The CRCA, says that “if there is more water, it only comes after the West Slope says they agree with it and it makes sense,” King said. “That sets the bar so incredibly high and gives them the ultimate ability to say, ‘This is good for the West Slope.’

“And so I just don’t think Denver Water is going to be looking to the West Slope,” King continued. “I think anybody who manages natural resources, and water in particular, will never say ‘never’ to anything, but I think it is certainly not on our radar.”

Not on Denver Water’s radar, perhaps, but it is worth noting that Denver Water is the only major Front Range water provider to have signed the cooperative agreement with the West Slope.

When asked what he thought of King’s remarks about West Slope water, Eric Kuhn, the general manager of the Colorado River District said he thought the comments reflect “the concept that if Denver takes more water from the West Slope it could undermine the security/reliability of what they already take.”

Kuhn’s comment relates to the possibility that if Denver Water diverts too much water from the Western Slope, it could help trigger a compact call from the lower basin states, which could pinch Denver’s transmountain supply of water.

Editor’s note: Above is a recording of Mike King, the director of planning for Denver Water, speaking after lunch in front of about 200 people at Northern Water’s spring water users meeting, a public meeting held at The Ranch event center in Loveland on Wednesday, April 13, 2016. The recording, made by Aspen Journalism, begins shortly after King had begun his remarks. It is 26:34 in length. At 8:20, King discusses the development of the Colorado Water Plan. At 22:40, King answers a question about the governor’s endorsement of the Windy Gap project and another phrased as “How much more water does Denver Water need from the Western Slope?”)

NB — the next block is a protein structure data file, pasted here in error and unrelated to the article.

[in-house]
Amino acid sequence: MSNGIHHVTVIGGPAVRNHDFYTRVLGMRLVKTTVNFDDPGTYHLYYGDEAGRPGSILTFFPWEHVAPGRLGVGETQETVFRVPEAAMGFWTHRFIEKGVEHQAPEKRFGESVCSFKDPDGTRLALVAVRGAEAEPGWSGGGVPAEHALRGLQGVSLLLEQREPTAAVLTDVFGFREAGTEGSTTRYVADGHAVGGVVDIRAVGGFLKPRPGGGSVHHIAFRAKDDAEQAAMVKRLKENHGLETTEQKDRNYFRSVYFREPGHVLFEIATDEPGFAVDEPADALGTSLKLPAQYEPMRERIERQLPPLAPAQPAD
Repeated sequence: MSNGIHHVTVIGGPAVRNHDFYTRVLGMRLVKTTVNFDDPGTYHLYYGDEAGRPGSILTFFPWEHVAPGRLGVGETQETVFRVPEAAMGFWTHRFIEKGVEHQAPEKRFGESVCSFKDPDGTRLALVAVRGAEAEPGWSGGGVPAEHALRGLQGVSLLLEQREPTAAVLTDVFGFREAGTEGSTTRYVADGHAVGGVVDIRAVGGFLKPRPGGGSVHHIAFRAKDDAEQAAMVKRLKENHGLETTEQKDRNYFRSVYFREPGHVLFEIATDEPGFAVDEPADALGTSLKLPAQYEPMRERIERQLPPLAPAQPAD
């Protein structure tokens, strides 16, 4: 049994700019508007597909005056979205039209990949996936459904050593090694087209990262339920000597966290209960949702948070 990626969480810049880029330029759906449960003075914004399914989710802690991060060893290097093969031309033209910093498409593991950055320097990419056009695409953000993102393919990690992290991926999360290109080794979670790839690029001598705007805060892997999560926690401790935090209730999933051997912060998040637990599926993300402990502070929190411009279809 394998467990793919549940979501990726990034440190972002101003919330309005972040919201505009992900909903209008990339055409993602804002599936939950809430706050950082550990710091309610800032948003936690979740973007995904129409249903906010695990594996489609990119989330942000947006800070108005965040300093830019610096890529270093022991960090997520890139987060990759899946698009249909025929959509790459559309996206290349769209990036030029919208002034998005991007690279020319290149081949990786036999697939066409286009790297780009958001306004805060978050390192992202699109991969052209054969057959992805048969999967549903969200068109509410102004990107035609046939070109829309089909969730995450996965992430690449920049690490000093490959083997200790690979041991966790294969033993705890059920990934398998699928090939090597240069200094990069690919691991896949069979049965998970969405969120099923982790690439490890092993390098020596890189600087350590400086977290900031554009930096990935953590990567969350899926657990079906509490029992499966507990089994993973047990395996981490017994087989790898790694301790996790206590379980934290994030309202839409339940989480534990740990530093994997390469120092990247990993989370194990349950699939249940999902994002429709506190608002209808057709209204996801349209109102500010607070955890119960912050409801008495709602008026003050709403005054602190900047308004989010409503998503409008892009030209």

A buoyant crowd

Earlier in the meeting engineers from Northern Water — which supplies water to cities and farms from Broomfield to Fort Collins — told the mix of water providers and water users from northeastern Colorado that they could expect an average spring runoff this year, both from the South Platte and the Colorado Rivers.

They were also told that Northern Water was making progress on its two biggest projects: the Windy Gap Firming Project, which includes construction of Chimney Hollow Reservoir near Berthoud; and NISP, the Northern Integrated Supply Project.

NISP includes two new reservoirs, Glade and Galeton, to be filled with East Slope water from the Cache La Poudre River, which runs through Fort Collins and into the South Platte River.

Just before lunch, John Stulp, the special policy advisor on water to Gov. John Hickenlooper, read a surprise letter from the governor endorsing the Windy Gap project, which would divert an additional 9,000 acre-feet of water each year, on average, from the upper Colorado River and send it through a tunnel toward Chimney Hollow.